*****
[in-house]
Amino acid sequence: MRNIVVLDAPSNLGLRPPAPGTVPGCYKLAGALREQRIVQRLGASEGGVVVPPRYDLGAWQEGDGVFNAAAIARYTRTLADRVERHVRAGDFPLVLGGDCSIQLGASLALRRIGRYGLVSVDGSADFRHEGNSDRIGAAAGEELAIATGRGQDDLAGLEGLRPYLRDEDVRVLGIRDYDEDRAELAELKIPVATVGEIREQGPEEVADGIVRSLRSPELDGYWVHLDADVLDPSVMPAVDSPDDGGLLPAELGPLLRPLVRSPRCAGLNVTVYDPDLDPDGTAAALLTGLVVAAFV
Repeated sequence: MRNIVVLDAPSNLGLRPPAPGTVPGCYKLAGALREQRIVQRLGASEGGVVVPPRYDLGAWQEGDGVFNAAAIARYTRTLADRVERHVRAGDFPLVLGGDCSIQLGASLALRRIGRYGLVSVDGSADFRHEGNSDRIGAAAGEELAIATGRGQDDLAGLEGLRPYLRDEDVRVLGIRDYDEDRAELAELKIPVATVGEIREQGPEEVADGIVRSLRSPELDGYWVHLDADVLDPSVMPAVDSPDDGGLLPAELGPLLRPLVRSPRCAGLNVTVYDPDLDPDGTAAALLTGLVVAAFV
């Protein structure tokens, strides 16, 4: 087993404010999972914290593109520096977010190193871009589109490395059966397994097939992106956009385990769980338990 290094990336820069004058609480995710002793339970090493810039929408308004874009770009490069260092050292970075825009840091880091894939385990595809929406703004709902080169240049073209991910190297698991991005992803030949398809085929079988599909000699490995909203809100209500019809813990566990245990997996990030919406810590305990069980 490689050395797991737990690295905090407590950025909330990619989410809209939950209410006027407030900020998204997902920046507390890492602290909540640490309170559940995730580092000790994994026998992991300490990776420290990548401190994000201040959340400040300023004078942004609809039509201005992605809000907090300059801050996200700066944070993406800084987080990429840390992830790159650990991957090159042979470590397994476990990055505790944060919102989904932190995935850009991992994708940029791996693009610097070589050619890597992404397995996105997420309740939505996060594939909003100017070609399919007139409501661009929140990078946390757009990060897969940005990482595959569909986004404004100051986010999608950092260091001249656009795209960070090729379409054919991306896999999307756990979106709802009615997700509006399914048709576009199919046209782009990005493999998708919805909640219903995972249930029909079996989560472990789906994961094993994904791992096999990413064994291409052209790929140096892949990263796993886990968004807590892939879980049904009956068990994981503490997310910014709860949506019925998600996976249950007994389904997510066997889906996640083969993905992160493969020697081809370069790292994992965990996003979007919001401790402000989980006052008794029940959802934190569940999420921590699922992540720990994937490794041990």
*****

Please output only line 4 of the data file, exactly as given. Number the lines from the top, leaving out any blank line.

């Protein structure tokens, strides 16, 4: 087993404010999972914290593109520096977010190193871009589109490395059966397994097939992106956009385990769980338990 290094990336820069004058609480995710002793339970090493810039929408308004874009770009490069260092050292970075825009840091880091894939385990595809929406703004709902080169240049073209991910190297698991991005992803030949398809085929079988599909000699490995909203809100209500019809813990566990245990997996990030919406810590305990069980 490689050395797991737990690295905090407590950025909330990619989410809209939950209410006027407030900020998204997902920046507390890492602290909540640490309170559940995730580092000790994994026998992991300490990776420290990548401190994000201040959340400040300023004078942004609809039509201005992605809000907090300059801050996200700066944070993406800084987080990429840390992830790159650990991957090159042979470590397994476990990055505790944060919102989904932190995935850009991992994708940029791996693009610097070589050619890597992404397995996105997420309740939505996060594939909003100017070609399919007139409501661009929140990078946390757009990060897969940005990482595959569909986004404004100051986010999608950092260091001249656009795209960070090729379409054919991306896999999307756990979106709802009615997700509006399914048709576009199919046209782009990005493999998708919805909640219903995972249930029909079996989560472990789906994961094993994904791992096999990413064994291409052209790929140096892949990263796993886990968004807590892939879980049904009956068990994981503490997310910014709860949506019925998600996976249950007994389904997510066997889906996640083969993905992160493969020697081809370069790292994992965990996003979007919001401790402000989980006052008794029940959802934190569940999420921590699922992540720990994937490794041990």